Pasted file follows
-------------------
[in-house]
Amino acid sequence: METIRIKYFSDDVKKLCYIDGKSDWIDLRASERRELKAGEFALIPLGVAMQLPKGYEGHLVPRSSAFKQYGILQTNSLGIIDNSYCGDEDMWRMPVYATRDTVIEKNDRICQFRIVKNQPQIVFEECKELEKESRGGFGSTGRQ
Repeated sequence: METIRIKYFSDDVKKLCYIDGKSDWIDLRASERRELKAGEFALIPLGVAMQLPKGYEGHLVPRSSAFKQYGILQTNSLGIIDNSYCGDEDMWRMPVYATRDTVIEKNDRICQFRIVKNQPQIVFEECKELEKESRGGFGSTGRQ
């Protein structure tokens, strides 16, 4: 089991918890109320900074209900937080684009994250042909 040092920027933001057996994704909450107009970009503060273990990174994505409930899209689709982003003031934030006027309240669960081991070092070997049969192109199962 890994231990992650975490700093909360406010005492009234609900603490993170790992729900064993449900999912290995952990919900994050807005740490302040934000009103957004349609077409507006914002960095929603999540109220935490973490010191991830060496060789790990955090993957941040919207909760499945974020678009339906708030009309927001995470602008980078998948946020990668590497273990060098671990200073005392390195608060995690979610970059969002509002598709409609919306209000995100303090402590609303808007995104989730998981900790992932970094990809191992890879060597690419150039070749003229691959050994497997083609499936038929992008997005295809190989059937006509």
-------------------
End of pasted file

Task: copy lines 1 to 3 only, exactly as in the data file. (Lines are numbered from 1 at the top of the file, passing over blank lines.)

[in-house]
Amino acid sequence: METIRIKYFSDDVKKLCYIDGKSDWIDLRASERRELKAGEFALIPLGVAMQLPKGYEGHLVPRSSAFKQYGILQTNSLGIIDNSYCGDEDMWRMPVYATRDTVIEKNDRICQFRIVKNQPQIVFEECKELEKESRGGFGSTGRQ
Repeated sequence: METIRIKYFSDDVKKLCYIDGKSDWIDLRASERRELKAGEFALIPLGVAMQLPKGYEGHLVPRSSAFKQYGILQTNSLGIIDNSYCGDEDMWRMPVYATRDTVIEKNDRICQFRIVKNQPQIVFEECKELEKESRGGFGSTGRQ